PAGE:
A petition for a ballot measure to reduce the size of the Baltimore City Council from 14 districts to eight has collected more than 25,000 signatures, far exceeding the number needed for the question to go to voters in November’s general election.

The measure is backed by the People for Elected Accountability and Civic Engagement, a committee with ties to the conservative-leaning Sinclair Broadcast Group, which two years ago successfully funded a charter amendment imposing term limits on elected officials in City Hall.

PEACE’s efforts have been largely bankrolled by David Smith, the Baltimore County businessman and Sinclair executive chairman, who last year gave $340,000 to the ballot committee. Headquartered in Hunt Valley, Sinclair operates almost 200 television stations across the country and is known for its conservative leanings. The company’s flagship station, WBFF Fox45, airs a steady rhythm of televised spots against Baltimore incumbent Democratic leadership and the city’s school system, winning recognition for its coverage of the latter.

Last week, Smith personally purchased The Baltimore Sun and, in a tense Tuesday meeting, told staffers that he hopes to see the coverage from the 186-year-old paper look more like that of his Fox45.

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Mitchell Schmale, a spokesperson for PEACE and for Smith, said Thursday that his group turned in 25,217 signatures last month to the city Board of Elections in support of the charter amendment to reduce the City Council to eight districts. Petitions for ballot measures require 10,000 signatures to appear on the ballot, and committees typically try to submit thousands of extra signatures because elections officials often disqualify many.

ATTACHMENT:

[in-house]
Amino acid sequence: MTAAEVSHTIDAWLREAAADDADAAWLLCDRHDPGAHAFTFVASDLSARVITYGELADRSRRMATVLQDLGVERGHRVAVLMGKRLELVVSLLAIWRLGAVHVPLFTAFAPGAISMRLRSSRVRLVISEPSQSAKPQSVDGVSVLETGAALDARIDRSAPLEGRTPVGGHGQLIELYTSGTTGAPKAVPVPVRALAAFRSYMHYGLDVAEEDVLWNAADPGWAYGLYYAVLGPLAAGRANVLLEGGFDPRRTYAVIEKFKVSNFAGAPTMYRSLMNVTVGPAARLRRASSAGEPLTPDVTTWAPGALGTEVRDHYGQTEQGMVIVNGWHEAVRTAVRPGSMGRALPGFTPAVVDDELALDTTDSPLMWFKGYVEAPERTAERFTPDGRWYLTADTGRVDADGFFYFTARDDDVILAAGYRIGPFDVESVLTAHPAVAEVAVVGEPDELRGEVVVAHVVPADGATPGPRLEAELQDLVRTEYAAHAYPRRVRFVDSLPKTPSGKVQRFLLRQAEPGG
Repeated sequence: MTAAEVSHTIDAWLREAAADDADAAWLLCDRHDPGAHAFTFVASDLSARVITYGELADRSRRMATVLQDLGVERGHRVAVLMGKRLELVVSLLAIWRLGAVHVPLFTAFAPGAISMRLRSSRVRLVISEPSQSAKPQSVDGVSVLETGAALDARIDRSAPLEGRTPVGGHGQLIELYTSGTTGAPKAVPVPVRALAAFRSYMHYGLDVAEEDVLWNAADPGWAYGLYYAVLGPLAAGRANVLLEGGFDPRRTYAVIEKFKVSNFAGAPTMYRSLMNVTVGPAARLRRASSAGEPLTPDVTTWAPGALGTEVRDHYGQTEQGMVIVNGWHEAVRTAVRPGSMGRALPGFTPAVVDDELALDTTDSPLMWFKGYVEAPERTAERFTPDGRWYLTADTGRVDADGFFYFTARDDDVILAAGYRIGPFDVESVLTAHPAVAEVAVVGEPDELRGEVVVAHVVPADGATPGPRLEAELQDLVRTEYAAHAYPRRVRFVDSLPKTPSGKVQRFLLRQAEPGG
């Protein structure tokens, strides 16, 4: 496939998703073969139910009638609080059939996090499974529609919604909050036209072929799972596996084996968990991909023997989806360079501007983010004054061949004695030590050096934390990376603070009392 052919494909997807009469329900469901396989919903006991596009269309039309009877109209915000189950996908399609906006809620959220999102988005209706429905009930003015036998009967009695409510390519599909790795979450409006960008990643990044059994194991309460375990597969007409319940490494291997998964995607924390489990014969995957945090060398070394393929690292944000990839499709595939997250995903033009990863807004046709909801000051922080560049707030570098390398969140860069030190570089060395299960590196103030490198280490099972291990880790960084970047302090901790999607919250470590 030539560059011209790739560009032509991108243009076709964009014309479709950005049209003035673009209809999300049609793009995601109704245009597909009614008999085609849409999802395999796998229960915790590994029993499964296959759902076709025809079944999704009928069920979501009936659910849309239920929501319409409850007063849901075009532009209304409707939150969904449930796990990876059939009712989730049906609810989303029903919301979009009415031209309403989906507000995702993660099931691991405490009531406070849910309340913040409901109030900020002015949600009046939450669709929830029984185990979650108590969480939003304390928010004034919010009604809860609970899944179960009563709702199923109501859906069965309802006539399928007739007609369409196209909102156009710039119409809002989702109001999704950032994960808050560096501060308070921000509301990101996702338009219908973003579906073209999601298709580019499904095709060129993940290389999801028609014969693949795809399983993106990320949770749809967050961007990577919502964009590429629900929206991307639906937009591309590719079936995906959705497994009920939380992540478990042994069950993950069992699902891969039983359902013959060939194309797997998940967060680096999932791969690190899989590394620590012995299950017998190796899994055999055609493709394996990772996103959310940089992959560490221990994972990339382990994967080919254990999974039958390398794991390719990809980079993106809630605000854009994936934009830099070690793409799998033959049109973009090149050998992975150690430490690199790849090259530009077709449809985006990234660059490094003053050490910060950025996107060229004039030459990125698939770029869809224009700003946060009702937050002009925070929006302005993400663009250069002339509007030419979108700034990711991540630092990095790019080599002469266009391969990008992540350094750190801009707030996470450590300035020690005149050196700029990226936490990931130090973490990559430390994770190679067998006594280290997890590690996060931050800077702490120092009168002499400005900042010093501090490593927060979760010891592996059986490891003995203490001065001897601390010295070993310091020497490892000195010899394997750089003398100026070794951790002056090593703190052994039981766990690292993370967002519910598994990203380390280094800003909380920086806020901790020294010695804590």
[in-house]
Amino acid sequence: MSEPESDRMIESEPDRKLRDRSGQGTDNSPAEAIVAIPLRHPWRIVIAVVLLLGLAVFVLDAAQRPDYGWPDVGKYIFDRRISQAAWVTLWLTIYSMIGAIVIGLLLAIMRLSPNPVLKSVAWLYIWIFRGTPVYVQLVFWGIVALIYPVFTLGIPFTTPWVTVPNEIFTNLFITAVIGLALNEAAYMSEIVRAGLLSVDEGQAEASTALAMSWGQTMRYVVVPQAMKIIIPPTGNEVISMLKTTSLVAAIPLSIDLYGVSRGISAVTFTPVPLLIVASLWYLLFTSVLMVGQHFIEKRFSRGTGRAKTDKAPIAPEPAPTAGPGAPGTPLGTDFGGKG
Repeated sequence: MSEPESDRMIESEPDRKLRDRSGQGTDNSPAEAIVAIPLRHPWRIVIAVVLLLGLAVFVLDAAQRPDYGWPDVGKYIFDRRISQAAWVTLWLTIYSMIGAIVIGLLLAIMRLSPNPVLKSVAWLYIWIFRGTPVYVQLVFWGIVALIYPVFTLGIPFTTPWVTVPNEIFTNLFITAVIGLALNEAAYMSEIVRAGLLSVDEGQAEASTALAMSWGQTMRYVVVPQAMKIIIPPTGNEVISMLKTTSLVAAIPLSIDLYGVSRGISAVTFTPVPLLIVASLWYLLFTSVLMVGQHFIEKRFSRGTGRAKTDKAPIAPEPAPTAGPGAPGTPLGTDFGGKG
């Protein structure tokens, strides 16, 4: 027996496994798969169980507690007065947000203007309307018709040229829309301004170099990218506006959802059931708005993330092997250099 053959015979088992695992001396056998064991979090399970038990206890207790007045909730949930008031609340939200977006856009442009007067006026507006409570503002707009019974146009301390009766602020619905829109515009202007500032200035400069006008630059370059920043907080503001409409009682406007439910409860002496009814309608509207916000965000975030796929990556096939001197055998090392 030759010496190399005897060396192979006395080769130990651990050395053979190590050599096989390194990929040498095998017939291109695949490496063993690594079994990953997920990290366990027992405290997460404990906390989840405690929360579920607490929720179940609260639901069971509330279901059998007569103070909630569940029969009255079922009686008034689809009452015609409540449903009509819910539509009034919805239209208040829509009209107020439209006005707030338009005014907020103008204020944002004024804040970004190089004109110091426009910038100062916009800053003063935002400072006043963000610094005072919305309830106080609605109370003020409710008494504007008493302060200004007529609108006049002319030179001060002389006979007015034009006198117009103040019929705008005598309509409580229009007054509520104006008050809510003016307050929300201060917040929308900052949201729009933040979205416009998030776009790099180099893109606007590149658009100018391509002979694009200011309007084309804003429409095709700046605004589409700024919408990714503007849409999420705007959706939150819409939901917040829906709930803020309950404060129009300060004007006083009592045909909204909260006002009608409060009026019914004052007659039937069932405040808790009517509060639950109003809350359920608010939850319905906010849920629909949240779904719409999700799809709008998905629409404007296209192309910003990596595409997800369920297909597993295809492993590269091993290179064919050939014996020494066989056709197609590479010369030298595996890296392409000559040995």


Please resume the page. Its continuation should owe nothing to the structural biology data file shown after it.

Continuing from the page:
Signatures to get charter amendments on this year’s ballot aren’t due until the summer, and the Board of Elections has not yet confirmed whether PEACE’s signatures meet the threshold of 10,000.

Measures that do make it to the ballot have historically received overwhelming support from Baltimore voters, making them in recent years a potent tool for organizers with money and influence to get laws passed without going through leadership in City Hall. Voters approved seven different ballot measures in 2022, with the least popular proposal — the PEACE-backed measure to impose term limits on elected officials — still passing with 71% of the vote.

Language submitted by PEACE to the Baltimore City Board of Elections argues that shrinking the number of City Council districts down to eight would save “significant tax dollars and resources” for the city while still providing adequate representation. The language also states that eight districts more closely aligns the Baltimore City structure with that of other Maryland jurisdictions with comparable population sizes — all reasons Schmale cited as Smith’s motivations for backing the measure.

Smith addressed his term limits measure during his almost three-hour meeting with Sun staff members on Tuesday, referring to the effort as a “test.”